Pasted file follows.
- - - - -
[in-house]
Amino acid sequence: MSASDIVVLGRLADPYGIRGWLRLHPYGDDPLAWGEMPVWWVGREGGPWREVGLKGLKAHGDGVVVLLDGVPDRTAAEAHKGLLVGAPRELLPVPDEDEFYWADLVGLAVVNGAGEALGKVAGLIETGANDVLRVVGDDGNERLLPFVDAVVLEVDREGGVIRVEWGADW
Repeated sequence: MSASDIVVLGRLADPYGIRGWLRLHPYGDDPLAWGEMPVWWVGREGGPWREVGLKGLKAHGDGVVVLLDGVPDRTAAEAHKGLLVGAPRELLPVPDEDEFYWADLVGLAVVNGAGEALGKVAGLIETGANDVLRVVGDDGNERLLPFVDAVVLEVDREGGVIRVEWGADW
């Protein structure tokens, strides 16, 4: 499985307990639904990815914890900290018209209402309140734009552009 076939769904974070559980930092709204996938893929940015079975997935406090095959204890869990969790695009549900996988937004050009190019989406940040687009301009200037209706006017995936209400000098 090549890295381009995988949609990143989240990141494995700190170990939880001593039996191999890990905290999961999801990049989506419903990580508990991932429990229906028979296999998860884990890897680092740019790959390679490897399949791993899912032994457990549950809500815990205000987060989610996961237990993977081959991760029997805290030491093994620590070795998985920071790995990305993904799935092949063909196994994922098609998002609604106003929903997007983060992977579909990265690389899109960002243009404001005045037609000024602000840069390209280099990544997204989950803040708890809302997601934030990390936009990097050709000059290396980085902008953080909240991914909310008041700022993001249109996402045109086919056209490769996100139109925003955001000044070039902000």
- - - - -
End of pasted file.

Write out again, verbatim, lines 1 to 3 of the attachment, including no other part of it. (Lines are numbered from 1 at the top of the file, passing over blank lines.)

[in-house]
Amino acid sequence: MSASDIVVLGRLADPYGIRGWLRLHPYGDDPLAWGEMPVWWVGREGGPWREVGLKGLKAHGDGVVVLLDGVPDRTAAEAHKGLLVGAPRELLPVPDEDEFYWADLVGLAVVNGAGEALGKVAGLIETGANDVLRVVGDDGNERLLPFVDAVVLEVDREGGVIRVEWGADW
Repeated sequence: MSASDIVVLGRLADPYGIRGWLRLHPYGDDPLAWGEMPVWWVGREGGPWREVGLKGLKAHGDGVVVLLDGVPDRTAAEAHKGLLVGAPRELLPVPDEDEFYWADLVGLAVVNGAGEALGKVAGLIETGANDVLRVVGDDGNERLLPFVDAVVLEVDREGGVIRVEWGADW